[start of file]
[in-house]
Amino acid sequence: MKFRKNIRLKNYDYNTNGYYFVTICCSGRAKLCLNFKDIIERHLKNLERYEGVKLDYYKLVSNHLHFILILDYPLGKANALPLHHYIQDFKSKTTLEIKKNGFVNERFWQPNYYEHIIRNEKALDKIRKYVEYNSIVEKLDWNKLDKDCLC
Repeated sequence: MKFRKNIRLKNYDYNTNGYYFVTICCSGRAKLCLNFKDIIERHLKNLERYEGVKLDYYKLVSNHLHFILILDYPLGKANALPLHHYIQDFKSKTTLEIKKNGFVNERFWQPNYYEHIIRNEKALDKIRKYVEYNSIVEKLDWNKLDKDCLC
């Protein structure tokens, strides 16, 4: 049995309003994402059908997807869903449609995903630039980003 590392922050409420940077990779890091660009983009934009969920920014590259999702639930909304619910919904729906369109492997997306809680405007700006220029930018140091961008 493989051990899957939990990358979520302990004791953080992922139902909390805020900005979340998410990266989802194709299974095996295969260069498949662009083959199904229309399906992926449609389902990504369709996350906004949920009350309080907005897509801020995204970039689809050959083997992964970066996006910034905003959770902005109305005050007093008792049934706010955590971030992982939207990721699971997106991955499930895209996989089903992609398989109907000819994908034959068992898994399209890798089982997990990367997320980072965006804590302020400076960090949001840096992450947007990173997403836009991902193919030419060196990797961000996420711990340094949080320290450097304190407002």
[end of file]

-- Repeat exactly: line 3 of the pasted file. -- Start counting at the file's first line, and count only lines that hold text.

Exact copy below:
Repeated sequence: MKFRKNIRLKNYDYNTNGYYFVTICCSGRAKLCLNFKDIIERHLKNLERYEGVKLDYYKLVSNHLHFILILDYPLGKANALPLHHYIQDFKSKTTLEIKKNGFVNERFWQPNYYEHIIRNEKALDKIRKYVEYNSIVEKLDWNKLDKDCLC